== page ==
Scientific Name: Lobelia agauana E. Wimm.
Plant Type: Herbaceous perennial
Environment: High altitude forests of Central America
Bloom: Large red bearded flowers with a central yellow stripe on the lower petal
Uses: Plant in a sunny spot in the garden as a treat for hummingbirds.
Mesoamerica Cloud Forest beds 14A and 25C
The Mesoamerican Cloud Forest collection is home to many interesting and exotic plants grown from seeds collected in Central America. Among the most spectacular is Lobelia aguana, a shrub collected from the slopes of Vulcán Zunil in Guatemala where it grows between 7,000 and 8,000 feet. It can be found throughout Honduras, Guatemala, and Southern Mexico. This rarely collected plant was introduced to cultivation by the San Francisco Botanical Garden. After losing our specimens, we are happy to reintroduce this amazing shrub to the garden thanks to local seed saving and sharing and the efforts of gardeners and nurseries to preserve the plant in many locations.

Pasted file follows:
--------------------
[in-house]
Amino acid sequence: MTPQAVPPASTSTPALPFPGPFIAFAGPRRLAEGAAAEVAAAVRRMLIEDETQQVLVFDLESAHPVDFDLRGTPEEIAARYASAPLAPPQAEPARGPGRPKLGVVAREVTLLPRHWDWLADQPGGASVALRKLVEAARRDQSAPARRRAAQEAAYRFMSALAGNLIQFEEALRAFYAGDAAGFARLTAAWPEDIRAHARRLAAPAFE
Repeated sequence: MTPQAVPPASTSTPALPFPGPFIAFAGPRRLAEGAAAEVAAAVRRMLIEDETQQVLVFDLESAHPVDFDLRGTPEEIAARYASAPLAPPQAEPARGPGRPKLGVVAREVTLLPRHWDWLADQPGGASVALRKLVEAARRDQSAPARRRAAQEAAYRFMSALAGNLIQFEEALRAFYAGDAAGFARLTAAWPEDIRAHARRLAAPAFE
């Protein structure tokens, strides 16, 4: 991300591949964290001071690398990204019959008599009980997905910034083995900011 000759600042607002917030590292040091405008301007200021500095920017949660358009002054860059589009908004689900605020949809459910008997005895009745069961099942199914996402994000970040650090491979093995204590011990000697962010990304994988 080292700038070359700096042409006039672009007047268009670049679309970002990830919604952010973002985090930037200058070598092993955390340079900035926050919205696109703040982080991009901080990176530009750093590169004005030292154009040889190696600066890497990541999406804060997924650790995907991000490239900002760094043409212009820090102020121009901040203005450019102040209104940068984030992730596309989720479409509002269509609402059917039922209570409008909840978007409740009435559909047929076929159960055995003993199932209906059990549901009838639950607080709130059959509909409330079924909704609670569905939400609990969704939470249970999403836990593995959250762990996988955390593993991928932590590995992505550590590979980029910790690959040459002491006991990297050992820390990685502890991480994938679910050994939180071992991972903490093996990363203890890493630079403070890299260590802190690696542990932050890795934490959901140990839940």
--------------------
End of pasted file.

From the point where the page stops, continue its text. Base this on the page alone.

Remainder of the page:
Lobelia aguana has clusters of two-lipped tubular flowers, a bright strawberry-red upper lip made of two fused petals and a tangy orange-yellow lower lip made of three fused petals. The flowers bloom along the upright stems, poking out between the leaves like smiling bearded faces. The leaves are long and linear, and when paired with the flowers, give the plant a distinctly tropical appearance. Lobelia aguana grows exuberantly in the Bay Area and will mature into a large 5 foot by 5 foot mass within a couple of years.
Like many other lobelias, Lobelia aguana is a wonderful pollinator plant. The long, red tubular flowers with the lower lips provide butterflies a perch to enjoy the nectar—although they have to compete with the hummingbirds who adore the blossoms just as much!
Most lobelias also contain the chemical lobeline, an alkaloid similar to nicotine. In the past, different lobelia species have been used medicinally for a variety of needs, from tobacco replacement to aiding in cardiovascular disease. However, the toxic dose of lobeline is very close to its therapeutic dose, making it a risky compound to treat people with.
There is much to be explored about the properties and potential uses of plants such as Lobelia aguana, as well as more to be learned about their role in their native habitat. With the combination of climate change and increased habitat destruction by humans, it becomes increasingly important to study these plants both in-situ and ex-situ. The San Francisco Botanical Garden works to preserve plant diversity and knowledge around the world by cultivating and sharing plants like Lobelia aguana so that their value is never lost.
IN BLOOM CONTRIBUTORS: Text and profile by Sarah Callan. Photos by Joanne Taylor.